Q9) What advice would you give young Lebanese artists who are starting on their own creative journey?
A: I strongly encourage everyone, especially aspiring artists, to take a step forward and pursue their passions. Many people express to me their desire to do what I do, but I always question them, “Who told you that you can’t?” You have the potential to achieve even greater things than I have, but you won’t know until you try. It’s essential to put in the work and discover your own capabilities. The notion of “I can’t” doesn’t exist. When you dedicate yourself to the process, you’ll find that there is divine assistance along the way.
Sometimes, individuals may not even know what they are doing initially, but through exploration and experimentation, they can stumble upon something truly unique and groundbreaking. Creative individuals should follow their own path and not be overly influenced by established artists. Don’t let the opinions of others affect you; instead, unleash what is inside you, regardless of whether it works or not.
I especially emphasize not dwelling on the criticism you may receive. It’s important to remember that criticism is subjective and doesn’t determine your worth or success. Everyone has their own perspective and opinions, so stay true to your own vision and creative process. Embrace the journey of self-expression and let your artistic voice shine authentically.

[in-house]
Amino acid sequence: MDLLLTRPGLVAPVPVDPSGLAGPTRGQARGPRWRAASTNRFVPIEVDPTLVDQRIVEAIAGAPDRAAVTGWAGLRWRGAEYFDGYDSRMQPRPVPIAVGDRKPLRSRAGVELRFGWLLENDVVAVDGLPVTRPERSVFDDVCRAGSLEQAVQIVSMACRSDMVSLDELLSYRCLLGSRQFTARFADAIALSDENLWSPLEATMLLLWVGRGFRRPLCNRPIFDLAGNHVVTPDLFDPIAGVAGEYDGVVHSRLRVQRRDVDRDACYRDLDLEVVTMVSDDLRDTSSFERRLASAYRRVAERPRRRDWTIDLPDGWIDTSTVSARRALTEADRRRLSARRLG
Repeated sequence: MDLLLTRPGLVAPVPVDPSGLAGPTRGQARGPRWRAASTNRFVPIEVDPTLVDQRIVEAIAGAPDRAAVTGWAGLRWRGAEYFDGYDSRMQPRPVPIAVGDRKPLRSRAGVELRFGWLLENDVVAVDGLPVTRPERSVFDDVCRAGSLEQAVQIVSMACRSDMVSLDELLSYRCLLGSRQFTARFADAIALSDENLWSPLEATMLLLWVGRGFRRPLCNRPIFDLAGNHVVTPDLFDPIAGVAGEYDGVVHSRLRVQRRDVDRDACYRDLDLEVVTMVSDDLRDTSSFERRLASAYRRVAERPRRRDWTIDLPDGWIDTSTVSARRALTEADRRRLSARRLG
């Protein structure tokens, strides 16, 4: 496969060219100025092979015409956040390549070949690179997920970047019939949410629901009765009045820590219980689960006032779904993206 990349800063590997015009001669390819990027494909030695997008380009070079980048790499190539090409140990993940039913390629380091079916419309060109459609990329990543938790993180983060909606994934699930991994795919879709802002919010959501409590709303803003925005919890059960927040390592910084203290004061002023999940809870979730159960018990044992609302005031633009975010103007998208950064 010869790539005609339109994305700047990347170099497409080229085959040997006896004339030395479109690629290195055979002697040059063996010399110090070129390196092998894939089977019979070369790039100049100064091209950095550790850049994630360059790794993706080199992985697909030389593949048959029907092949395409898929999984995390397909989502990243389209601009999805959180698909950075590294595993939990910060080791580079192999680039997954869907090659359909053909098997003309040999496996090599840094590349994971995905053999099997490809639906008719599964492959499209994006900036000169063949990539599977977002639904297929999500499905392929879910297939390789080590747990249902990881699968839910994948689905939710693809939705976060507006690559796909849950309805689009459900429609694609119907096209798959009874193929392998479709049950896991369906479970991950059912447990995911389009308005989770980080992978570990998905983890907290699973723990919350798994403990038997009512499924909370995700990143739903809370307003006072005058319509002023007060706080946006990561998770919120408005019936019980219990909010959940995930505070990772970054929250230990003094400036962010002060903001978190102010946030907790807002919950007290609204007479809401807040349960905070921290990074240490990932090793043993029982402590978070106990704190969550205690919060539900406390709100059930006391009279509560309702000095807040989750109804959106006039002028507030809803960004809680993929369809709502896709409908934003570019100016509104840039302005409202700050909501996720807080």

Q10) How has your own art evolved over time? Is there any specific milestones or turning points that have happened in your career?
A: Personally, I believe I haven’t reached that point in my artistic journey yet. I still have the yearning for more. There is so much more to do and learn, and I am driven to achieve greater heights. I haven’t reached the milestone that I aspire to reach, and perhaps it is because I haven’t experienced a transformative event that completely changed my life.
However, I do recall a significant moment from my childhood that had a profound impact on me. It was when my art teacher, who happened to be a nun, encouraged me to continue pursuing my craft. Her words resonated deeply within me and made me realize that I have a mission to fulfill through art. That moment sparked a passionate drive within me to continue this path and dedicate myself to my craft.
Even though I haven’t reached the ultimate point of fulfillment yet, I remain motivated and committed to my artistic journey, continuously seeking growth, and striving to make a meaningful impact through my art.